I would also say that encoding evidence is a particularly futile tactic, since codebreaking happens constantly among the public on the part of hackers, and those are people reverse engineering ciphers created by Intel, Google, and Apple, not bureaucrats clumsily trying to hide from the press.  Anons would have a field day with encoded-evidence trials.

            This fact gets lost in all the games and the protection of the status quo and the very clear fact that the POTUS has done exactly what we bitched about when GW did it, that he can't, period.
            Except he isn't, by and large.  As I've discussed, a lot of what is being said here is just not in line with the complex realities of what is happening.  In fact, warrantless wiretapping is about the only thing he's pursuing from Bush, as profound and horrible as that is, and I can do some of my own motive-interpreting by saying that I've seen enough of this President to believe that he probably just doesn't think the practical power of his office (as opposed to its theoretical powers on paper) is enough to restrain the state in this respect.  We will have to deal with it in the courts, and doing that effectively will require more and better liberal judges, which will require continued control of the Senate and filibuster reform, so we know what's on our agenda.  Just continuing to obsess on what goes on in the President's mind when he issues a signing statement is not helpful.

            In Roviet Union, money spends YOU.

            by Troubadour on Mon Jan 07, 2013 at 06:37:31 PM PST

            [ Parent ]

  •  This is separation of powers stuff. (9+ / 0-)

    I wouldn't read it as hostility toward whistleblowers - although there may be that - but primarily as hostility toward Congressional control over internal executive branch policies.

    •  Look at the second half (0+ / 0-)

      of the quoted sentence from the signing statement, limiting the limitation to cases that would be hard to see as whistleblowing.  Well, there's some imprecision in "properly privileged or otherwise confidential," but I'm not sure the statement represents any change in the law for that.

      Difficult, difficult, lemon difficult.

      by Loge on Mon Jan 07, 2013 at 08:48:07 AM PST

      [ Parent ]

  •  Executive privilege is now a continued (3+ / 0-)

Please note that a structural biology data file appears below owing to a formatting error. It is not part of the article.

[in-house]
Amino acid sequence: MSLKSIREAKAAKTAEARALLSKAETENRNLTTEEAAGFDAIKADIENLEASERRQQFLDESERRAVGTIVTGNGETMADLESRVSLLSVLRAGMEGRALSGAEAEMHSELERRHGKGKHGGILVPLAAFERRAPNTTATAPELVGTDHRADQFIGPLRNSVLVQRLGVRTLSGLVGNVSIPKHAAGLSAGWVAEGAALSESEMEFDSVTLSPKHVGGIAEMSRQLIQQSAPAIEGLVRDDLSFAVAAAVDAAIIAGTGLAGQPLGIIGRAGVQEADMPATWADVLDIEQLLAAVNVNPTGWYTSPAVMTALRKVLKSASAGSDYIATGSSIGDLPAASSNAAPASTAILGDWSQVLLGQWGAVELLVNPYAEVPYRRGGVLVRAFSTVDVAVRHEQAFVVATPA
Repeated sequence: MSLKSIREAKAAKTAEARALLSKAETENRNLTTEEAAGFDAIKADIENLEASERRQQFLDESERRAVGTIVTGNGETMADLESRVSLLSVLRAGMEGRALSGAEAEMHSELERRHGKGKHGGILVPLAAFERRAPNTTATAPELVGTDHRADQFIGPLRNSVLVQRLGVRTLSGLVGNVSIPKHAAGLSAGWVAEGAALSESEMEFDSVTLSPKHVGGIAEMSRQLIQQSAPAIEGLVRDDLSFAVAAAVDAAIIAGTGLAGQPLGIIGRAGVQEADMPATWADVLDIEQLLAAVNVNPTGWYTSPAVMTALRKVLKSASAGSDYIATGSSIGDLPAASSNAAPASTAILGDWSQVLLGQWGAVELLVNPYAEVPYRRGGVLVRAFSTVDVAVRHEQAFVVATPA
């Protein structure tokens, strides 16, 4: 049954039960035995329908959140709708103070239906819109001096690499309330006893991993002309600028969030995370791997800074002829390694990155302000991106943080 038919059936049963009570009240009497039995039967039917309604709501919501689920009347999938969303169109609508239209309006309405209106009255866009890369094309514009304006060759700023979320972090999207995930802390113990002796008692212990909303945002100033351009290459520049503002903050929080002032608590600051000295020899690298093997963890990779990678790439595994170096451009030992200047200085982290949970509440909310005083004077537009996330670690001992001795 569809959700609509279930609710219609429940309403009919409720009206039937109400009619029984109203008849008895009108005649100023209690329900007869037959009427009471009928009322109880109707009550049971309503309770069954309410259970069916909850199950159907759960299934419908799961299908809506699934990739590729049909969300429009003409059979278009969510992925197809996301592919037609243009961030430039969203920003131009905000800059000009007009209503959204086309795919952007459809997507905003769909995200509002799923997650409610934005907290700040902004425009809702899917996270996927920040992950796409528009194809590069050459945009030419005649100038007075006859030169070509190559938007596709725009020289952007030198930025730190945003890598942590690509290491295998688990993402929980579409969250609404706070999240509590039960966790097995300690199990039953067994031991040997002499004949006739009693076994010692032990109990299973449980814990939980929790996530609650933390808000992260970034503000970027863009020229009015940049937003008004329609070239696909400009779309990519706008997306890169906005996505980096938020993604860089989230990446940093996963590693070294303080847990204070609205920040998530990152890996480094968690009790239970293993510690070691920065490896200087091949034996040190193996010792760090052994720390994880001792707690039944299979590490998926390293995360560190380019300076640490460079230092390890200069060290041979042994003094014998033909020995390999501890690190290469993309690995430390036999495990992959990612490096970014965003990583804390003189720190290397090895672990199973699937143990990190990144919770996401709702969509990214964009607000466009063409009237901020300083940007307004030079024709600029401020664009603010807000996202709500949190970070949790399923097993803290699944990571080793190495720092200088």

Recommended by:
    jcrit, gerrilea, joe shikspack

    franchise. I don't think we can get rid of it until we have a blow out constitutional reform. But even before that we need a great voter educational system.

    American Television is a vast sea of stupid. -xxdr zombiexx

    by glitterscale on Mon Jan 07, 2013 at 07:08:55 AM PST

  •  It's hard to see how a "milquetoast" signing (6+ / 0-)

    statement can trump the President's commitment to whistleblower protections.

    President Signs Whistleblower Protection Enhancement Act (WPEA)

    by Hannah Johnson

    After 13 Year Campaign, Federal Workers Get Long-Overdue Upgrades

    (Washington, DC) – The Government Accountability Project (GAP) is praising President Obama's signing of S. 743, the Whistleblower Protection Enhancement Act (WPEA), into law earlier today. The legislation provides millions of federal workers with the rights they need to report government corruption and wrongdoing safely. The bill reflects an unequivocal bipartisan consensus, having received the vote of every member in the 112th Congress, passing both the Senate and House of Representatives by unanimous consent over the past couple of months. The text of the bill can be read here.

    GAP Legal Director Tom Devine commented:

    "This reform took 13 years to pass because it can make so much difference against fraud, waste and abuse. Government managers at all levels made pleas and repeatedly blocked the bill through procedural sabotage. But once there were no more secret 'holds,' the WPEA passed unanimously, because no politician in a free society can openly oppose freedom of speech. Over the years, earlier versions of this law had been called the Taxpayer Protection Act. Nothing could set a better context for fiscal cliff negotiations than a unanimous, bipartisan consensus to protect those who risk their careers to protect the taxpayers. This victory reflects a consensus ranging from President Obama to Representative Darrell Issa. The mandate for this law is that the truth is the public's business."

    Among other key reforms, federal employees now are protected (in addition to already-existing scenarios) from reprisal if they: are not the first person to disclose misconduct; disclose misconduct to coworkers or supervisors; disclose the consequences of a policy decision; or blow the whistle while carrying out their job duties.

    <...>

    Devine continued, stating

    "The victory reflects strong bipartisan teamwork, as well as advocacy within the party, as Republicans often had to work harder at convincing wary colleagues. And it reflects relentless pressure from conservative stakeholders – like the National Taxpayers Union – throughout the last 13 years. Crucial support came from President Obama, who was committed from day one of his term to signing this bill into law. Most Presidents have offered lip service for whistleblower rights, but President Obama fought to give them more teeth."

    <...>

    http://www.whistleblower.org/...

  •  does this change the whistleblower protections (2+ / 0-)
    Recommended by:
    Quasimodal, gramofsam1

    that have been in place for government contractors for many years? There have always been certain limits on how information is communicated, but in any case that statement appears to refer to government employees, not contractors.